The rapidly changing threat climate is obsoleting security solutions installed just a few years ago, one security-industry CEO has warned as businesses leverage improved visibility, machine learning and proactive policymaking to formulate ‘Security 2.0’ frameworks that will last the next decade.
The confluence of capabilities has become essential for a security climate that was, only a few years ago, being designed using detect-and-respond approaches that offered limited insight into a company’s overall security posture.
Companies lacked real-time visibility into the activities on their network and typically only adopted visibility tools for forensic purposes after a compromise was detected. “When I joined the company six years ago this market was very much an afterthought,” Paul Hooper, CEO of security firm Gigamon, told CSO Australia.
These days, however, growing recognition of the importance of a coherent security policy had brought security planning to the forefront – and improved interest in visibility tools that provide a greater degree of proactivity.
“The thesis behind visibility, and its strategic value, are far better understood than they were back then,” Hooper added. “Visibility is becoming an increasingly strategic component of infrastructure and, when companies do deployments and large buildouts, visibility is being designed in.”
Governments, in particular, have been “laggards” in improving visibility of their environments – which are suffering “gaping holes” as new mobile, cloud and other capabilities are added without suitable visibility – but recent efforts such as the US Department of Homeland Security (DHS) Continuous Diagnostics and Mitigation (CDM) project, with which Gigamon is involved, reflect the recognised strategic value of better visibility solutions.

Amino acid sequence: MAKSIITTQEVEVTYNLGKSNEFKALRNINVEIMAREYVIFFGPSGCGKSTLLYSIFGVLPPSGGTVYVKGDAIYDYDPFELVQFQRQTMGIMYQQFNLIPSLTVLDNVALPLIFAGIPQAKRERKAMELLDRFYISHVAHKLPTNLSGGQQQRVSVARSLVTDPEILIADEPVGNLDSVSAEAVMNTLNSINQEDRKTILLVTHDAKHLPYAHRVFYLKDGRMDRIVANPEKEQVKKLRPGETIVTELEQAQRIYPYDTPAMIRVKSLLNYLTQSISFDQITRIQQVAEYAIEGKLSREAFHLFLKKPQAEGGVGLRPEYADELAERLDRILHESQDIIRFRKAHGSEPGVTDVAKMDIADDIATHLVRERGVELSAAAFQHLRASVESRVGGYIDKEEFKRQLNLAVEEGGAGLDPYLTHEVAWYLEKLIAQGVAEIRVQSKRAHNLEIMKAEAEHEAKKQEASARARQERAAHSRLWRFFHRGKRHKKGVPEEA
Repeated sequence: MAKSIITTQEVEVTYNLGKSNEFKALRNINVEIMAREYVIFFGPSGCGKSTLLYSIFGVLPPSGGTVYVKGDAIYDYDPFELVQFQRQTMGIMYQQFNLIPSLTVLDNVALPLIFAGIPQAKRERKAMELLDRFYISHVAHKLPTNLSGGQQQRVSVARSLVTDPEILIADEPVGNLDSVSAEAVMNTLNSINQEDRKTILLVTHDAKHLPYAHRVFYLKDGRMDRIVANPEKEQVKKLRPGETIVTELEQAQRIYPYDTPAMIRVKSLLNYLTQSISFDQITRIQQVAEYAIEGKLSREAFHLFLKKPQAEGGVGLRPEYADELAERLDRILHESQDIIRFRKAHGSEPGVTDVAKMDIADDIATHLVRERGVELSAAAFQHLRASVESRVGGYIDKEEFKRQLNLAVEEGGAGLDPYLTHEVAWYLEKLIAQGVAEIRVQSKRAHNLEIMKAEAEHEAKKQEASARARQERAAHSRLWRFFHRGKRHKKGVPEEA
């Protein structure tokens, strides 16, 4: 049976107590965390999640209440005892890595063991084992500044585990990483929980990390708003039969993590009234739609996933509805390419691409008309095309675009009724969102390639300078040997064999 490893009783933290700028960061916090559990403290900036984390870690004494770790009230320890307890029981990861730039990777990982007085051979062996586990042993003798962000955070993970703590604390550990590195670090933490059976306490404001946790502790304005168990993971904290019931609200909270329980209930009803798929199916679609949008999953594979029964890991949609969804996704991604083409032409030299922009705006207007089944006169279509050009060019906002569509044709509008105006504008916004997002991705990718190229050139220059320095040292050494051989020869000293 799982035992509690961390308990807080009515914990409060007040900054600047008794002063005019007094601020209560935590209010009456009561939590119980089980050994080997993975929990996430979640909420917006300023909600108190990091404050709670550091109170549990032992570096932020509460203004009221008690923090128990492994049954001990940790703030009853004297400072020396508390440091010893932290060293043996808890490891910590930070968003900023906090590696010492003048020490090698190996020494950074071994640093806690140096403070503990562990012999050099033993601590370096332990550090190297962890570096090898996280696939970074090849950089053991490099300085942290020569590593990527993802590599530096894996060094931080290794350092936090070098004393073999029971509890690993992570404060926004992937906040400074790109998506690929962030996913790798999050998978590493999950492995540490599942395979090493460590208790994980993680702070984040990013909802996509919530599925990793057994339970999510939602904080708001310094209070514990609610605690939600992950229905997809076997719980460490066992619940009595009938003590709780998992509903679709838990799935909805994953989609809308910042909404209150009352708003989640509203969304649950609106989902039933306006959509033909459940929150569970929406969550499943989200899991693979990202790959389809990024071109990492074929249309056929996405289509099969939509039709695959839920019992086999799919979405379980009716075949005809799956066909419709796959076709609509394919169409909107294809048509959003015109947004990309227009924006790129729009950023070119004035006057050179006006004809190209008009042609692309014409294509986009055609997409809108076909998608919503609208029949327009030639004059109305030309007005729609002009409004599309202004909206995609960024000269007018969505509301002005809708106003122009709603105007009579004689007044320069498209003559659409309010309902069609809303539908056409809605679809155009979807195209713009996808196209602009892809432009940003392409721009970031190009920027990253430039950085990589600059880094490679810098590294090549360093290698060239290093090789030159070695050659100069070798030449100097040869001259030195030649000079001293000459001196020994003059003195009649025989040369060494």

CDM will, in the words of the DHS, “provide adequate, risk-based and cost-effective cybersecurity and more efficiently allocate cybersecurity resources”. While the entire program covers 15 continuous diagnostic capabilities, it is initially focused on “foundational” endpoint controls such as hardware and software management, configuration management, and vulnerability management. Phases 2 and 3 of the program, which is being extended to all US government entities, will address identity and infrastructure management.
Investments in security visibility will become crucial as looming mandatory breach notification laws kick in early in 2018, forcing Australian organisations to not only know when they face a security incident but to be able to report in detail on its extent and impact on sensitive data.
Feeding this requirement, recent weeks have seen the launch of new visibility tools including Cylance’s artificial intelligence-driven CylanceOPTICS, Forcepoint’s Forcepoint Web Security 8.3 – which the company said adds cloud-application discovery to eliminate ‘shadow IT’ blind spots – and Bitdefender’s Hypervisor Introspection, which integrates security into the Citrix XenServer hypervisor to improve visibility of virtualised environments.
Each of these shines light into the dark crevasses of the modern data infrastructure and helping fill out the overall enterprise security story. It’s an approach that sits broadly in line with recommendations from Gartner – which recently flagged an ongoing transformation in security spending and named enhancing detection and response capabilities as a “key priority for security buyers through 2020”.
“The shift to detection and response approaches spans people, process and technology elements and will drive a majority of security market growth over the next five years,” principal research analyst Sid Deshpande said in a statement.
“While this does not mean that prevention is unimportant or that CISOs are giving up on preventing security incidents, it sends a clear message that prevention is futile unless it is tied into a detection and response capability.”
That detection and response capability will, Hooper believes, lay the groundwork for next-generation security architectures that will offer much longer longevity than current solutions simply because they focus on observing all kinds of behaviours rather than trying to detect and stop specific capabilities. AI and machine learning will play a significant role in this, he notes, with increasingly context-aware monitoring able to detect anomalous behaviour regardless of its source or target.
“We’re never, ever going to stop this,” he said. “It’s never something that you can defend against; the ‘hard outer shell’ theory of 10 years ago is behind us, and tomorrow’s world is one where you’re looking within. Security is now a living function, and it’s visibility that’s going to help us get ahead of this.”